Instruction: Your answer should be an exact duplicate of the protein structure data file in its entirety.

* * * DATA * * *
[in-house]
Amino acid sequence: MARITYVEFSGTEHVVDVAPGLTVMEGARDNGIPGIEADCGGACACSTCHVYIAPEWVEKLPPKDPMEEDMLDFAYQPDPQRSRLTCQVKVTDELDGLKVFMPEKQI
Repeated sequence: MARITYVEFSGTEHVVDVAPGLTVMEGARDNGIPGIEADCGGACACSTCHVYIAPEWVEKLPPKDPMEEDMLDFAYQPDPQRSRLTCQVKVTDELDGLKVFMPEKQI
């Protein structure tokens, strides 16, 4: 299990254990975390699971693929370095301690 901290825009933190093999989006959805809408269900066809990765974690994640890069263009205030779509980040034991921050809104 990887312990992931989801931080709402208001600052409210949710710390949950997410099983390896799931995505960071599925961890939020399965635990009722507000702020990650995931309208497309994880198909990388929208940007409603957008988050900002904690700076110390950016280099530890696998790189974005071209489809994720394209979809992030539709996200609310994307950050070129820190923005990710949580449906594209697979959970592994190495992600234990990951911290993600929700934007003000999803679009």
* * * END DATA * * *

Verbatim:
[in-house]
Amino acid sequence: MARITYVEFSGTEHVVDVAPGLTVMEGARDNGIPGIEADCGGACACSTCHVYIAPEWVEKLPPKDPMEEDMLDFAYQPDPQRSRLTCQVKVTDELDGLKVFMPEKQI
Repeated sequence: MARITYVEFSGTEHVVDVAPGLTVMEGARDNGIPGIEADCGGACACSTCHVYIAPEWVEKLPPKDPMEEDMLDFAYQPDPQRSRLTCQVKVTDELDGLKVFMPEKQI
């Protein structure tokens, strides 16, 4: 299990254990975390699971693929370095301690 901290825009933190093999989006959805809408269900066809990765974690994640890069263009205030779509980040034991921050809104 990887312990992931989801931080709402208001600052409210949710710390949950997410099983390896799931995505960071599925961890939020399965635990009722507000702020990650995931309208497309994880198909990388929208940007409603957008988050900002904690700076110390950016280099530890696998790189974005071209489809994720394209979809992030539709996200609310994307950050070129820190923005990710949580449906594209697979959970592994190495992600234990990951911290993600929700934007003000999803679009």